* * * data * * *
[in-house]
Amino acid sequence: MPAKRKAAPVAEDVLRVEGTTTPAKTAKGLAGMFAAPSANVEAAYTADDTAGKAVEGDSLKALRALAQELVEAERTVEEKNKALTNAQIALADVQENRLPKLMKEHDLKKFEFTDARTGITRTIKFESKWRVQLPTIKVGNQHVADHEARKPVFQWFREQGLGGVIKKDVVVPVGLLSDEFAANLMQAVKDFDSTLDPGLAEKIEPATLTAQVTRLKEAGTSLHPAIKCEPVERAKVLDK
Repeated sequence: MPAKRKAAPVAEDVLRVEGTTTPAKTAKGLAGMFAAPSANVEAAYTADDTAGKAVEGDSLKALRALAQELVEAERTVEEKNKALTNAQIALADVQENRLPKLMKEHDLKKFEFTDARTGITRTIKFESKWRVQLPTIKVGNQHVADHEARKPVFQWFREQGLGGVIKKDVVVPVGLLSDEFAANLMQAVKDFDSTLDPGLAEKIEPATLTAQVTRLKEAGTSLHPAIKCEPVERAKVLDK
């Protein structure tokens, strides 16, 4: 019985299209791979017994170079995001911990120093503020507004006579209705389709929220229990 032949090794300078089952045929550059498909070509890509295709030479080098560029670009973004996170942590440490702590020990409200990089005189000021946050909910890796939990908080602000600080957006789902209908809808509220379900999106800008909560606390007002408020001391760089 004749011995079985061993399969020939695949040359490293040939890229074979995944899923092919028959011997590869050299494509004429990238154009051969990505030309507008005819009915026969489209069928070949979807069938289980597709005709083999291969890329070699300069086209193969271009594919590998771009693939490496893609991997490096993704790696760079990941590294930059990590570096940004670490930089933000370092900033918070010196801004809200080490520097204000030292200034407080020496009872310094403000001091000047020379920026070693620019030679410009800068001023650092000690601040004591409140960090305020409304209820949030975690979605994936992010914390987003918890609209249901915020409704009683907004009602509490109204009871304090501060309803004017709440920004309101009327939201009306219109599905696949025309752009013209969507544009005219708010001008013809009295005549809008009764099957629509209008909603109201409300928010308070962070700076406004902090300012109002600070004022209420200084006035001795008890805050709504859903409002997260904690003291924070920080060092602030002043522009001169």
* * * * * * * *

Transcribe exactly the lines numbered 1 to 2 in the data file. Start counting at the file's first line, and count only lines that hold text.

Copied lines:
[in-house]
Amino acid sequence: MPAKRKAAPVAEDVLRVEGTTTPAKTAKGLAGMFAAPSANVEAAYTADDTAGKAVEGDSLKALRALAQELVEAERTVEEKNKALTNAQIALADVQENRLPKLMKEHDLKKFEFTDARTGITRTIKFESKWRVQLPTIKVGNQHVADHEARKPVFQWFREQGLGGVIKKDVVVPVGLLSDEFAANLMQAVKDFDSTLDPGLAEKIEPATLTAQVTRLKEAGTSLHPAIKCEPVERAKVLDK